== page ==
Wednesday, June 23, 2010

What's the role of the teacher?

Tomorrow I teach my first class in a yoga studio. Unlike the other few classes I have taught, I will not know anything about the people in the class (unless, of course, my brother shows up). At the conference a few weeks ago, even though I did not know all the students, I knew their professions, and I could weave the theme of the classes with the conference, with our work in family law; though not everyone there was a lawyer, all participants in the conference work in the family law field in some respect. During my teacher training, I actually knew all the people in my practicums. They were friends and family.  

Today, my legal boss asked me whether I have to prepare for tomorrow, whether there is one set class I teach every time. My answer was no, I teach different classes, but I told her that I hoped to do a variation on a theme I used at the conference. Then tonight I went to a class as a participant, and I realized that I have to give something more. I came home and started thinking about what I want to convey as a teacher . . . to the general public. 

While this blog, and my goals in teaching yoga, focus on bringing yoga to professionals, lawyers specifically, I know that in a general class, I have to branch out. No everyone needs a class geared toward sitting at a computer and resolving conflict. So, what is the bigger theme? What is it that really drives me to teach? What do I want to convey as a theme?

I have been reading a lot about the history of yoga, from the Yoga Sutras themselves, to the Bhagavad Gita, to modern collections and criticisms of these works. I have been focusing on the divergent path that yoga and Buddhism have taken, yet how they are similar. By no means have I even nicked the surface of all the literature out there, but I see a general theme, and I realize that it is going to be my inspiration tomorrow.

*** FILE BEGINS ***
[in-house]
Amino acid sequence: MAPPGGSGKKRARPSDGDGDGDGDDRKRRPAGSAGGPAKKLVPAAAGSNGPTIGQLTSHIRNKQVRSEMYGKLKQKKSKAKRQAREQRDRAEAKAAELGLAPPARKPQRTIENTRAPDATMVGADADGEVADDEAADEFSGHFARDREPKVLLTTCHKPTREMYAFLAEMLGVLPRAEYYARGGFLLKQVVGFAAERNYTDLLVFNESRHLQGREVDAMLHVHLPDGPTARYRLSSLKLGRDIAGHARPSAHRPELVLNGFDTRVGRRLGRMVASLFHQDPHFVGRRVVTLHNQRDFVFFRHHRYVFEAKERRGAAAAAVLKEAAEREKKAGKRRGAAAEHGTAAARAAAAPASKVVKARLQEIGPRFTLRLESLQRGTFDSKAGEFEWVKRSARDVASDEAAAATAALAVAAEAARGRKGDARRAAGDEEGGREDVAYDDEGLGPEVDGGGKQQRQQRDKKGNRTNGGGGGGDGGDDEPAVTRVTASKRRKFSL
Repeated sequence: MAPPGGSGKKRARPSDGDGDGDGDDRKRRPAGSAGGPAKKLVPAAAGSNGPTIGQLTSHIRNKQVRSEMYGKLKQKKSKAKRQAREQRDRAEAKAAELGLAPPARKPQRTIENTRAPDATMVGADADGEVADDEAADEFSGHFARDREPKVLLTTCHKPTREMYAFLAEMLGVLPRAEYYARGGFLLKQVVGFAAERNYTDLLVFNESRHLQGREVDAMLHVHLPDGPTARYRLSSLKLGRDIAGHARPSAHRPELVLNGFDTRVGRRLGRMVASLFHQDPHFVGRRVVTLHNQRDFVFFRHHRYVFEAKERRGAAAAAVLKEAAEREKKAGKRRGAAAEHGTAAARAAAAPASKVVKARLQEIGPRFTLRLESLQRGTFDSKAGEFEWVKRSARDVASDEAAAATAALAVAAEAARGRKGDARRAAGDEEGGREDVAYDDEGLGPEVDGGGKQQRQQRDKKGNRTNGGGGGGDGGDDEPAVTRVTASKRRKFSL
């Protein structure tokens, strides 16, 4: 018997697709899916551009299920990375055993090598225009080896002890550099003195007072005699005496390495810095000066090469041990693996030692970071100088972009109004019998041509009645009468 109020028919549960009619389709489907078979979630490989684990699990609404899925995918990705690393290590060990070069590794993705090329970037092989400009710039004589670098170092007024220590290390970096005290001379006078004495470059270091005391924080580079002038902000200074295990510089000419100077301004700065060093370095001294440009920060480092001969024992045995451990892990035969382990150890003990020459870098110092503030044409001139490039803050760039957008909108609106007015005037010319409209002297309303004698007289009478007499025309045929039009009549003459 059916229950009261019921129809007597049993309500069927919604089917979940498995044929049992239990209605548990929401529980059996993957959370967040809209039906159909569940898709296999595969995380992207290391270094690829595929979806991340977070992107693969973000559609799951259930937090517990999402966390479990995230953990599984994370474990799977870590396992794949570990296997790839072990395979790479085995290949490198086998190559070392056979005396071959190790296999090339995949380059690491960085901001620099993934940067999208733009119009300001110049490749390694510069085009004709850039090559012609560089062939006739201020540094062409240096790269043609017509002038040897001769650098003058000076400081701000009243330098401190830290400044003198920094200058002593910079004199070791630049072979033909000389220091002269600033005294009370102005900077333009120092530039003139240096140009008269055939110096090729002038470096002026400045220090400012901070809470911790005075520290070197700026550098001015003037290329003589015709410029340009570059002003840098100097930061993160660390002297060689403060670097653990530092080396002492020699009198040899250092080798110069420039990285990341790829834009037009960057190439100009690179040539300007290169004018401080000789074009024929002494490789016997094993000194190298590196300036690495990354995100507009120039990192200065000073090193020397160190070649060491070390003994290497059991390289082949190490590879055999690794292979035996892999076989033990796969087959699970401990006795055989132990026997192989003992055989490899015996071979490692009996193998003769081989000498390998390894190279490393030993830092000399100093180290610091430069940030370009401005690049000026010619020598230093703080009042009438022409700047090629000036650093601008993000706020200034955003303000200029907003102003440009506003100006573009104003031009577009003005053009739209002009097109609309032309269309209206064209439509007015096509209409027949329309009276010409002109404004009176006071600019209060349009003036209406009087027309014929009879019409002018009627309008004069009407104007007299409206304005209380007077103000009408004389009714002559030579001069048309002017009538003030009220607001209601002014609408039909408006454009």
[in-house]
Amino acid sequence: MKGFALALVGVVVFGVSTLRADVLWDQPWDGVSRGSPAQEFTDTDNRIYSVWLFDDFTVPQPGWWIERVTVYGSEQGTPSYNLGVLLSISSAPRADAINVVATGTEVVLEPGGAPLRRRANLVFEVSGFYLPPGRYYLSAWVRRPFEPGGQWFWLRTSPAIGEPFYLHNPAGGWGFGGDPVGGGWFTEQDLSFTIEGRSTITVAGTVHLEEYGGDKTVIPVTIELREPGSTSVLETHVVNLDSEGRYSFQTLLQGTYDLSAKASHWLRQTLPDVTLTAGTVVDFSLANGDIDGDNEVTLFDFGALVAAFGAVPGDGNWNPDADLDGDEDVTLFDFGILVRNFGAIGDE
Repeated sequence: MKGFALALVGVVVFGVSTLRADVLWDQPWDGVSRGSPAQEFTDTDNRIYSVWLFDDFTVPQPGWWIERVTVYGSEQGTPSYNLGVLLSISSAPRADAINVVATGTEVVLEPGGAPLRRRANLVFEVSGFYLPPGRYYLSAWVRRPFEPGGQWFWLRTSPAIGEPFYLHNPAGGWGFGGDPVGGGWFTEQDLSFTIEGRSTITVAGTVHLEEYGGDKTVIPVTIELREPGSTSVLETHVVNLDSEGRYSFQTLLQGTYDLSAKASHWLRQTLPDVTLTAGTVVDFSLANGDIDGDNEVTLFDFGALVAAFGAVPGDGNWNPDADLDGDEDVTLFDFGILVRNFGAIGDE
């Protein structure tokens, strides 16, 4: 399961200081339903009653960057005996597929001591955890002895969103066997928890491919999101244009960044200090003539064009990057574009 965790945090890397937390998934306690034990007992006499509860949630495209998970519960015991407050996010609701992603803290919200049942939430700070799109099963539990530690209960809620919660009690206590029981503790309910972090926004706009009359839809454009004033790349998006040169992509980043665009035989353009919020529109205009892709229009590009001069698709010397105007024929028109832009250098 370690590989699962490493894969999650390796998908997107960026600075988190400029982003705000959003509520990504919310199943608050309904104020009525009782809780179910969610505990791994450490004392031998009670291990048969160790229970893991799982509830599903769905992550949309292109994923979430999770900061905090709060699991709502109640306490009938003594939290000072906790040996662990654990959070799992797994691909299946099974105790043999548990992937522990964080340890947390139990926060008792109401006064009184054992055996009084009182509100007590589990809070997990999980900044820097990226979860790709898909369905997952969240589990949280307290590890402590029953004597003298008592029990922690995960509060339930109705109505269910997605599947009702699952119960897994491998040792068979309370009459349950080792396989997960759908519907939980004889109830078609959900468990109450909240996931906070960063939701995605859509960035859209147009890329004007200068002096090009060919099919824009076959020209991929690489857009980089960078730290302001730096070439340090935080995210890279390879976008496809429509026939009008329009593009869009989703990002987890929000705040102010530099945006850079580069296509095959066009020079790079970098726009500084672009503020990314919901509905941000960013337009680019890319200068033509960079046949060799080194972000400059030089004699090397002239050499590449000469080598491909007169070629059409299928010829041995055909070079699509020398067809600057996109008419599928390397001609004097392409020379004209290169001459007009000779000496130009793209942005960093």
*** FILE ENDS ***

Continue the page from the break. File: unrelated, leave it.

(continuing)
Buddhism teaches that there are four noble truths, the first of which is that suffering exists. Yes, it is that simple - suffering exists in this world. The good news is that Buddhism also teaches that there is a path to overcome this suffering. The next three truths are: 2) Desire is the root of suffering, 3) There is an end to suffering, which is nirvana, and 4) There is a path to reach that end. Yoga and Buddhism are most similar in that they teach us the ways to overcome this suffering that inevitably exists. (This is a very, very basic overview of these topics, which I hope to explore in more detail in the days and weeks to come, but for today's theme, they are sufficient.)

When I walk around at work, I see this suffering. I see people hunched over computers. I see people withdrawn, shoulders pulled forward, blocking their hearts from opening, and I see peoples' physical pain. Of course, I also see these same issues in the general populace. Without a doubt, I also see joy, happiness, openness, etc. But when I see people in pain, whether it is physical, emotional, or spiritual, I want to offer some guidance. Already people ask me for ideas on how to "fix" their physical pain. I want to be able to help.

So, reflecting on all of this - the fact that suffering will exist, the fact that I want to make it better, and the fact that yoga/Buddhism offer a path out of that suffering - I have found the voice with which I want to speak as a teacher. I want to provide people the space to find their own inner teacher, their own ability to find the path that works for them to break free of their suffering. That is what yoga has given me. Some days, I feel like it is working great. Other days, I suffer. But I know that deep inside, I have the ability to move beyond the suffering; I know that the suffering will pass. And that is what I want to share tomorrow. I want to help people open up to see their own perfect selves that are within each and every one of us. 

Thank you for continuing to share this journey with me. As I said, these next few weeks, I hope to explore these issues more indepth, but please share with me, and each other, how yoga has helped you see the inner beauty, helped you break free for some suffering. After all, the greatest gift that yoga can give us is the ability to better connect with each other.

Namaste and Blessings!

© Copyright 2010. Rebecca Stahl.

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